Cases argued and decided in the Supreme Court of Texas, during the latter part of the Tyler term, 1874, and the first part of the Galveston term, 1875. Volume 42. Page: 205
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1875.] WRIGHT V. FAWCETT. 205
Opinion of the Court.
said notice was served, nor that a copy of the same had been
filed with the clerk of the District Court.
Appellee excepted to the petition, on the ground that the
mode prescribed by law for contesting elections had not been
The exceptions were sustained and the case dismissed.
The act regulating contested elections (Gen. Laws of 1873, p.
67), is as follows:
"Sec. 1. That any person intending to contest the election of
" any one holding a certificate of election to any office in this State,
" shall within thirty days after the return day, give him notice
" thereof, in writing, and deliver to him, his agent, or attorney,
" a written statement of the grounds on which he relies to sustain
such contest, and the person holding said certificate of
"election, shall, within ten days after receiving such notice, de"
liver, or cause to be delivered to said contestant, his reply to
' said statement, and such notice, statement, and reply, shall be
" served on the parties in person, if they can be found; if not,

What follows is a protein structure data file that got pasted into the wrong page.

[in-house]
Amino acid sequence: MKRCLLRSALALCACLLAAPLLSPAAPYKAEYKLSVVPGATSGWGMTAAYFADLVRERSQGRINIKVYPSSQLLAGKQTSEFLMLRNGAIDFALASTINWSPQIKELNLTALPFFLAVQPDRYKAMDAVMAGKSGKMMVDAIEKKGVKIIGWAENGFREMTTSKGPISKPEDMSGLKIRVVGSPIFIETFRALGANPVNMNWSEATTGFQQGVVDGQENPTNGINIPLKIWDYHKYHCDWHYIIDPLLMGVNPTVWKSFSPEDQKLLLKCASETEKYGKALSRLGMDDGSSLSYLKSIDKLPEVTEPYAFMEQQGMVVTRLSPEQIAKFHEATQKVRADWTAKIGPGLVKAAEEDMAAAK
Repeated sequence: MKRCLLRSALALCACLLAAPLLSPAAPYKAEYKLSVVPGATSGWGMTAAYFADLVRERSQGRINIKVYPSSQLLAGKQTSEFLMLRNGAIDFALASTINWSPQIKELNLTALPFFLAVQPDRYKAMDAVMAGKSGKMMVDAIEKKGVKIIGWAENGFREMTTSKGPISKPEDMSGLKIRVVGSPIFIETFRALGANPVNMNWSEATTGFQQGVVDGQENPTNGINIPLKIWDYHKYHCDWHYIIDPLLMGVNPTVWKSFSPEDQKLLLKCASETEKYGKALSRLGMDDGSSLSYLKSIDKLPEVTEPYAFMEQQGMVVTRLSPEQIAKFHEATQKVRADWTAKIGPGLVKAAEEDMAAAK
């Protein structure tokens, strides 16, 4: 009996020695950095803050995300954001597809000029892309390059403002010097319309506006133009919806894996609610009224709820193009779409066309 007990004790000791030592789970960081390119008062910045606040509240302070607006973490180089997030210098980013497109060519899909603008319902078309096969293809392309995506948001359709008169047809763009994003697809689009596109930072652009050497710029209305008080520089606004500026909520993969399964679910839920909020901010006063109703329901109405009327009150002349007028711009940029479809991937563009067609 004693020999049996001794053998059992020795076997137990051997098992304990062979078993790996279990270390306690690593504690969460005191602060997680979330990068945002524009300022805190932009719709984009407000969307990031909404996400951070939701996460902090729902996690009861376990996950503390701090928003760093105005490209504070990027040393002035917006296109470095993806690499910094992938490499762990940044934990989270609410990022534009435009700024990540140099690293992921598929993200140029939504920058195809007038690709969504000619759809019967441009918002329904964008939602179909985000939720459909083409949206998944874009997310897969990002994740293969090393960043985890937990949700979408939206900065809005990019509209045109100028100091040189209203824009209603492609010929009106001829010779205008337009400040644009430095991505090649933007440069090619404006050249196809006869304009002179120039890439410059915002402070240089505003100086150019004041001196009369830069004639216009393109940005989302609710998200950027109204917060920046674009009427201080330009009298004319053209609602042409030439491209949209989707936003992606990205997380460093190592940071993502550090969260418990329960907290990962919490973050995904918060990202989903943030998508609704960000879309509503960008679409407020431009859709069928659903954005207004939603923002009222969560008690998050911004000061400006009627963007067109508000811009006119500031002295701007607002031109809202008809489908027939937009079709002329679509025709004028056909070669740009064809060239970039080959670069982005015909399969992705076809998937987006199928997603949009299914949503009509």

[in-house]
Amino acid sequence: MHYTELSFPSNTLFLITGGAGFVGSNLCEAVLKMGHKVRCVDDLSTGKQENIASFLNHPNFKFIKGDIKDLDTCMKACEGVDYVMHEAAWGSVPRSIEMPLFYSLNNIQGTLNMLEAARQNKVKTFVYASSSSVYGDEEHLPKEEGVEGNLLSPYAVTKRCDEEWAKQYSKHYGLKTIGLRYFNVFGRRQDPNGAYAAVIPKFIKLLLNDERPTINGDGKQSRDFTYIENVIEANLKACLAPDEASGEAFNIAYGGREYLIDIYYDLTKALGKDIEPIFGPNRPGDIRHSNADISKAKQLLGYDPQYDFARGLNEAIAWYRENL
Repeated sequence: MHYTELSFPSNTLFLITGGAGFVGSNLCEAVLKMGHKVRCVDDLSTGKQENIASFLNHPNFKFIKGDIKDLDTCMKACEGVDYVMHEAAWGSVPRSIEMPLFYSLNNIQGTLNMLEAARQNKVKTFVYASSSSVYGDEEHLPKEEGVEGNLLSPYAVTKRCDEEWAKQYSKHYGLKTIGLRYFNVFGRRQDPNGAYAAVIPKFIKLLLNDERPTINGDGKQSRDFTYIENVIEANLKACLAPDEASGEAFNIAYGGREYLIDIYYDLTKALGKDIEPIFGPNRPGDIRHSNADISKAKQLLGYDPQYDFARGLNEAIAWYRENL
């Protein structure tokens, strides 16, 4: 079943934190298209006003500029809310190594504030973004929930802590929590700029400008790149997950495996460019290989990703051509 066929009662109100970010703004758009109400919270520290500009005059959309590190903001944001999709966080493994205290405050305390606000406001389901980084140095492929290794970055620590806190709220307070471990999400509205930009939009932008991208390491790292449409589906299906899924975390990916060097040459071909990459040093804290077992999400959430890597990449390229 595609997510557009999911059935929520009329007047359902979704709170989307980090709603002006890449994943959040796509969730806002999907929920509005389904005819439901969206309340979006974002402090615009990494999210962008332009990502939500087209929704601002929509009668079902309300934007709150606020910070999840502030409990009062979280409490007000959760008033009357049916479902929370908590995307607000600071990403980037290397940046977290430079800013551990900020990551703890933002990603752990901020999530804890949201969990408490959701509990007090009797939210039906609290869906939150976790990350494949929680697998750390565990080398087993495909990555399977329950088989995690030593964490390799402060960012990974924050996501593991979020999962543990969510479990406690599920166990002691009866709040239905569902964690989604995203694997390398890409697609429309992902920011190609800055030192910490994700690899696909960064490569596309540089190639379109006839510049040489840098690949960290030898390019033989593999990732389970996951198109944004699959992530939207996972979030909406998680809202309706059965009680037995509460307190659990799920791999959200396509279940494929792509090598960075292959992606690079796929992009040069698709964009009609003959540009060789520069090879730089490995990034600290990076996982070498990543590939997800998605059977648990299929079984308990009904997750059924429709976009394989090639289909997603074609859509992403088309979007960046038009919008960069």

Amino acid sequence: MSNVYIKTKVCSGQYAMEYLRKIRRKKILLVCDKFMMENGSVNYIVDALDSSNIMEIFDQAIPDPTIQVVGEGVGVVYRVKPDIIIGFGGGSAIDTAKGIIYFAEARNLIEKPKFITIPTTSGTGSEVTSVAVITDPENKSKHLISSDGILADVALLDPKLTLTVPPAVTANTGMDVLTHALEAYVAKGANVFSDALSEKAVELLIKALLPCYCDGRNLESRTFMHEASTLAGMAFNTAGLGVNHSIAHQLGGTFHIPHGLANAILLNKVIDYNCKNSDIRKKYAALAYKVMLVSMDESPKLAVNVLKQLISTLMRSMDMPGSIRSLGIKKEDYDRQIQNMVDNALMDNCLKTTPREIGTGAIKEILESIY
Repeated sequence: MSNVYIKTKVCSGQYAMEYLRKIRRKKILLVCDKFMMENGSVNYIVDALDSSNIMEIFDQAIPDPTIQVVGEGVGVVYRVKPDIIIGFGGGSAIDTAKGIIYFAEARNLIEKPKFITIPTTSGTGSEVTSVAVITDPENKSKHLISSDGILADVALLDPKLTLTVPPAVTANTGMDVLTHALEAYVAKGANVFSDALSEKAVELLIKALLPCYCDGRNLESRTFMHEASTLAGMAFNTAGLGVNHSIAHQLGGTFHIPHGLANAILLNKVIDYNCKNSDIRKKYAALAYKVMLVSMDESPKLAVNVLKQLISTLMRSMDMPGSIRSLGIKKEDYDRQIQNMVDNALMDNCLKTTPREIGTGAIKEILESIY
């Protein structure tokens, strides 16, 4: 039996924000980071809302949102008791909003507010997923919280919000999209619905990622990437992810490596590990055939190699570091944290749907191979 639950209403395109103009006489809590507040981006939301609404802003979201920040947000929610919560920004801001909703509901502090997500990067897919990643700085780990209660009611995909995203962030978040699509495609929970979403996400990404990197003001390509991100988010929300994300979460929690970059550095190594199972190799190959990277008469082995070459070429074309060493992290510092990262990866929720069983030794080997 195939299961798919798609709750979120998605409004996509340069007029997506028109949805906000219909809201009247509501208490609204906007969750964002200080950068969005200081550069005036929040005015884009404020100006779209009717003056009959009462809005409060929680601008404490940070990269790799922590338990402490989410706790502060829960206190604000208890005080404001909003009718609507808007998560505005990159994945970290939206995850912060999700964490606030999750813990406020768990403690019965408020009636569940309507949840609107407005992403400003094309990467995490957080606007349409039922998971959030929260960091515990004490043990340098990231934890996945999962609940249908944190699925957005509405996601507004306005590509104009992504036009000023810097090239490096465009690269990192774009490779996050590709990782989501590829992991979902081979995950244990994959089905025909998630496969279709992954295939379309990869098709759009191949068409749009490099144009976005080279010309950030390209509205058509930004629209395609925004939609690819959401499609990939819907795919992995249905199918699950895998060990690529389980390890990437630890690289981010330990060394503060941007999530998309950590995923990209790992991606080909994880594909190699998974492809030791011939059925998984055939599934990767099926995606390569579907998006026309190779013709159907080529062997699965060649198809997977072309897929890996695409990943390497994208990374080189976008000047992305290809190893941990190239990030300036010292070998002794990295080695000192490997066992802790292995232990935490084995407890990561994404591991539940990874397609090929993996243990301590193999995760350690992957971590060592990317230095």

" upon their agent, or attorney, or by leaving the same with some
" person over the age of sixteen years, at the usual place of abode,
" or business of the party upon whom they are to be served."
" Sec. 2. If the contest be for the validity of an election for
" any district or county office, a copy of the notices .and other
"papers served on the parties, shall be filed with the clerk of
"the District Court of the county in which the residence of the
"party holding the certificate of election is; and when so filed,
" the entry of the trial of said contest shall be made upon the
"docket of said court, the same as other causes, and shall be
"tried at the next term of said District Court, and upon the
"rules governing proceedings in other causes, etc." There are
other provisions in the act, which also repeals all former laws
relating to contested elections, but enough has been quoted
for the purposes of this case.
The case of Lindsay v. Luckett (20 Texas, 516) was decided'
under a statute containing substantially the same provisions in
regard to notices and the filing of copies (Pas. Dig., Arts. 607,
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Texas. Supreme Court. Cases argued and decided in the Supreme Court of Texas, during the latter part of the Tyler term, 1874, and the first part of the Galveston term, 1875. Volume 42., book, 1881; St. Louis, Mo.. (texashistory.unt.edu/ark:/67531/metapth28531/m1/213/: accessed December 16, 2017), University of North Texas Libraries, The Portal to Texas History, texashistory.unt.edu; .